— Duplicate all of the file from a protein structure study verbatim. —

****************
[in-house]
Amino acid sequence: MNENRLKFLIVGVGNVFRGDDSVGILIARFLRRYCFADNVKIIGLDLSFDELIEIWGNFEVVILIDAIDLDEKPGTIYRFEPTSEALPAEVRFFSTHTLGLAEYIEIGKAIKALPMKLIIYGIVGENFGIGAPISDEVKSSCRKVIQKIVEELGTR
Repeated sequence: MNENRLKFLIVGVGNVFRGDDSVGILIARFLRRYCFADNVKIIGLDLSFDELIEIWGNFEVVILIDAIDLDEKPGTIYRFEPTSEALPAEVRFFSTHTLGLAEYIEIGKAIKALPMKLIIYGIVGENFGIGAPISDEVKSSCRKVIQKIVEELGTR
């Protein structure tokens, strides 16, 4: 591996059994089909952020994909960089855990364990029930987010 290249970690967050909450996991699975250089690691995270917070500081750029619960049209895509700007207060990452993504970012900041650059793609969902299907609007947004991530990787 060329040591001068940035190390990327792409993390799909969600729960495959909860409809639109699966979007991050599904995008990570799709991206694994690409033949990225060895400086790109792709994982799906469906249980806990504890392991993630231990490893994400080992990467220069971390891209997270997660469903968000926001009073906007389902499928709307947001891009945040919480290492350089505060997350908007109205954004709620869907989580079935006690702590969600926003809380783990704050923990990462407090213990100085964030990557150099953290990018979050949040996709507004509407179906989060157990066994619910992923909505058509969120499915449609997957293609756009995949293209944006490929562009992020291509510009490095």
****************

[in-house]
Amino acid sequence: MNENRLKFLIVGVGNVFRGDDSVGILIARFLRRYCFADNVKIIGLDLSFDELIEIWGNFEVVILIDAIDLDEKPGTIYRFEPTSEALPAEVRFFSTHTLGLAEYIEIGKAIKALPMKLIIYGIVGENFGIGAPISDEVKSSCRKVIQKIVEELGTR
Repeated sequence: MNENRLKFLIVGVGNVFRGDDSVGILIARFLRRYCFADNVKIIGLDLSFDELIEIWGNFEVVILIDAIDLDEKPGTIYRFEPTSEALPAEVRFFSTHTLGLAEYIEIGKAIKALPMKLIIYGIVGENFGIGAPISDEVKSSCRKVIQKIVEELGTR
């Protein structure tokens, strides 16, 4: 591996059994089909952020994909960089855990364990029930987010 290249970690967050909450996991699975250089690691995270917070500081750029619960049209895509700007207060990452993504970012900041650059793609969902299907609007947004991530990787 060329040591001068940035190390990327792409993390799909969600729960495959909860409809639109699966979007991050599904995008990570799709991206694994690409033949990225060895400086790109792709994982799906469906249980806990504890392991993630231990490893994400080992990467220069971390891209997270997660469903968000926001009073906007389902499928709307947001891009945040919480290492350089505060997350908007109205954004709620869907989580079935006690702590969600926003809380783990704050923990990462407090213990100085964030990557150099953290990018979050949040996709507004509407179906989060157990066994619910992923909505058509969120499915449609997957293609756009995949293209944006490929562009992020291509510009490095």